Here are several reasons why physicians have decided to pursue locum tenens work and how their decision has boosted their career satisfaction.

Increased compensation

Dr. Ali Chaudhary, an emergency medicine physician who works locum tenens, shares, “I started doing locums while I had my full-time job to supplement my income and pay my student debt off faster. Eventually I realized I had full flexibility, and I was getting paid more doing locums than I was at my full-time job. I could work the same amount and make a lot more money, or work less and make the same amount of money as I was at my full-time job.”

Paying off debt faster

Like Dr. Chaudhary, some physicians are drawn to locums to supplement their income and pay off debt. Take OB/GYN Dr. Ashita Gehlot and her husband, Dr. Hevil Shah, a neonatologist, who both completed medical school at the same time.

“Once medical school was over and both of us went into residency, it became an eye-opener,” says Dr. Gehlot of the debt they owed. They quickly realized that it could take them 20-30 years to pay off their loans if they didn’t come up with a plan.

When Dr. Shah’s fellowship took them from Georgia to Ohio, Dr. Gehlot began working locum assignments. In addition to being able to practice both obstetrics and gynecology, she was thankful for the opportunity to begin aggressively paying off her student debt. She’s also been able to take on extra shifts, which equates to higher pay than if she had stayed in private practice.

Schedule flexibility

Dr. Albert Belardi, an anesthesiologist who works locums, says he was working 70-80 hours per week when he was in private practice. Instead of retiring, he switched to locum tenens, where he could decide when and how much he worked. He says, “I have no call, no weekend responsibility, no holiday responsibility.”

Better work/life balance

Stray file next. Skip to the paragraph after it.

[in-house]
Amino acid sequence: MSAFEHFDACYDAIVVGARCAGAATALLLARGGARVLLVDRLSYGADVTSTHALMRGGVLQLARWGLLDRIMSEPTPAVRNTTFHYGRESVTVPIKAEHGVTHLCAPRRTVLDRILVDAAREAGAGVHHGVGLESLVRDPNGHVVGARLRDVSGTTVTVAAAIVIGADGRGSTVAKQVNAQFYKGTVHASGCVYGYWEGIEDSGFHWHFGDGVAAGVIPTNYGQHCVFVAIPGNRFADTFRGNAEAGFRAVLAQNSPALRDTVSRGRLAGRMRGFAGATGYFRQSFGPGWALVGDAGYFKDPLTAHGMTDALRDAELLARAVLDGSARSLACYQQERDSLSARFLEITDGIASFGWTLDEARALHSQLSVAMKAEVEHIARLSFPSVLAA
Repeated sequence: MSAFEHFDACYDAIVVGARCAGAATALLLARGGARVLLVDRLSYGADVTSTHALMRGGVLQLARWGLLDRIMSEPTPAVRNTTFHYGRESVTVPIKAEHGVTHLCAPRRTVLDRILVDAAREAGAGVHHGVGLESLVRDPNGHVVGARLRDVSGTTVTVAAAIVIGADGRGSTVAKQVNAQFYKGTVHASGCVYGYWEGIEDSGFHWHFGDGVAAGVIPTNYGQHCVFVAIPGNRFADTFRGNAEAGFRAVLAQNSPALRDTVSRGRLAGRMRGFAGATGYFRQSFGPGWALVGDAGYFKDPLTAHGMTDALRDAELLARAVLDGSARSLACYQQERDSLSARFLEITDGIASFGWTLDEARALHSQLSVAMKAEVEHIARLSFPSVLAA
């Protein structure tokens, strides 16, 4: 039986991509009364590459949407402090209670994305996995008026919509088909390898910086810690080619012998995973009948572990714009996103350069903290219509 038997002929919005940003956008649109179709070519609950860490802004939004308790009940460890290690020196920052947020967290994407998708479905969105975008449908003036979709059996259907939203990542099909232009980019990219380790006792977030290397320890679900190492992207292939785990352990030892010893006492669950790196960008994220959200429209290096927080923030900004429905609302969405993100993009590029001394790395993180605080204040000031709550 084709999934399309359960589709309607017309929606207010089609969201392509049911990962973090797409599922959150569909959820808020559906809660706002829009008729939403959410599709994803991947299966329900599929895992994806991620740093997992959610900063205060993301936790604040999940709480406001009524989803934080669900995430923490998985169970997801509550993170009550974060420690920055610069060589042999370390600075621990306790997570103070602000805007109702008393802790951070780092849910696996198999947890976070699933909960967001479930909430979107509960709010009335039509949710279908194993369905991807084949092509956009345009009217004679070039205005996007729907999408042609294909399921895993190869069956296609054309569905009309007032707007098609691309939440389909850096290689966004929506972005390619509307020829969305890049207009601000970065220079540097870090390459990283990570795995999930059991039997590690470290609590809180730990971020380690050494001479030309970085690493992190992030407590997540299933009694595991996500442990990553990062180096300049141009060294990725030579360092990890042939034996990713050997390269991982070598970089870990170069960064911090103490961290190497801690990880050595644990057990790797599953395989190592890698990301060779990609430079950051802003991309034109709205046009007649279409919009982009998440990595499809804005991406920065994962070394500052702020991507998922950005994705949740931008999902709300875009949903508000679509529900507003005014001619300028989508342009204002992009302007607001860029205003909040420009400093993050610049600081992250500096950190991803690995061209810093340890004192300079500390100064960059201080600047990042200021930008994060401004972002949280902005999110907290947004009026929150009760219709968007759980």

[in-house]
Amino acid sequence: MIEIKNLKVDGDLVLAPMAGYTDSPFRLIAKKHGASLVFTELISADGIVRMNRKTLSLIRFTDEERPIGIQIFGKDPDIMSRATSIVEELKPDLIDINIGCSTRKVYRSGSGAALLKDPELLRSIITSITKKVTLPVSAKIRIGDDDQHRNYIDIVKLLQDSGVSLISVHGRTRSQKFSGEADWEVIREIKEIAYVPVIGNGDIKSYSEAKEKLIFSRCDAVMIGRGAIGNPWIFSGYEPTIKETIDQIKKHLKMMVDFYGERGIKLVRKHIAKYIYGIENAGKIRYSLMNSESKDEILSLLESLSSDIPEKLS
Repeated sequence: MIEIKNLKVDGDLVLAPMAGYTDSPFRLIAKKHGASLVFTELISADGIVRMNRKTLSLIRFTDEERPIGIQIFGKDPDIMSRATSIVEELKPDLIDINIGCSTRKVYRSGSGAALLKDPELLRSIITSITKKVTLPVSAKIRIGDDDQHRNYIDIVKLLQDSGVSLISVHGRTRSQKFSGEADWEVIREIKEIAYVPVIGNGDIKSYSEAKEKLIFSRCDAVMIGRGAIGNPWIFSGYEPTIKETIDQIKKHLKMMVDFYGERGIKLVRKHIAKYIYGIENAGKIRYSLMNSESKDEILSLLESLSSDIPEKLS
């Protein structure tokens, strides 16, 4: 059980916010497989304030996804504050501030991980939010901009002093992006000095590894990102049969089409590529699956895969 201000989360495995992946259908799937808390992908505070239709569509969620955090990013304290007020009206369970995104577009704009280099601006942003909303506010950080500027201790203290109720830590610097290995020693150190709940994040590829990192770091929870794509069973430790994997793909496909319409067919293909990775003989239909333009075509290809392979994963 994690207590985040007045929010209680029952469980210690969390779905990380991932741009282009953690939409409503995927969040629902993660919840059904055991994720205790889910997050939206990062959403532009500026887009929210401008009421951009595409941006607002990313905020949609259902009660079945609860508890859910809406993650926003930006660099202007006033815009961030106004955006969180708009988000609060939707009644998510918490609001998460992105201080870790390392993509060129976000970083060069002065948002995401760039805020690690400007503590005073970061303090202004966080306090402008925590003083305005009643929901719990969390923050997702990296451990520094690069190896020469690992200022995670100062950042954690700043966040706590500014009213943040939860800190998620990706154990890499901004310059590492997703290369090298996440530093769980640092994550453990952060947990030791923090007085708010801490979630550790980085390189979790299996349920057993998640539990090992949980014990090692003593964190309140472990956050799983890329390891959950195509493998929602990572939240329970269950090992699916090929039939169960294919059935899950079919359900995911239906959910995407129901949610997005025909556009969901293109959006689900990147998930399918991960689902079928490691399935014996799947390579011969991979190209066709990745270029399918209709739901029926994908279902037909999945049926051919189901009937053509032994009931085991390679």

Dr. Robert Brenner, a gastroenterologist, works 20 days per month, giving him ample time to devote to family and personal life. “It’s given me about one-third of my time off,” Dr. Brenner says. “When I’m home, I’m free and getting many things done. My wife’s happy to see me as we still manage to maintain our closeness.”

Dr. Brenner is also an avid cyclist, so he makes the most of his time off while on assignment by jumping on his bike and doing 50 miles at a clip. “Riding is my therapy. It’s just good to get out, put some miles on, and enjoy the countryside.”

Lower stress

In addition to a more flexible schedule, Dr. Belardi pursued locums after retiring so he could focus on doing his job — without the politics. “Locums has revitalized my career,” he says. “I look forward to coming to work. It’s a reasonable position, the people are great, and the workload is good.”

He admits that the quarterly taxes you pay as an independent contractor can be a challenge but says it’s worth the trouble. “I’ll make the sacrifice because I’m enjoying myself.”

Earn more with locum tenens

Locum tenens isn’t only a way to increase your income as a physician, but it can also improve your relationship with work overall through better work/life balance, schedule flexibility, and less stress.

Do you have questions about working locum tenens? Give Weatherby Healthcare a call at 954.343.3050 to speak with a consultant or check out our locum tenens job board.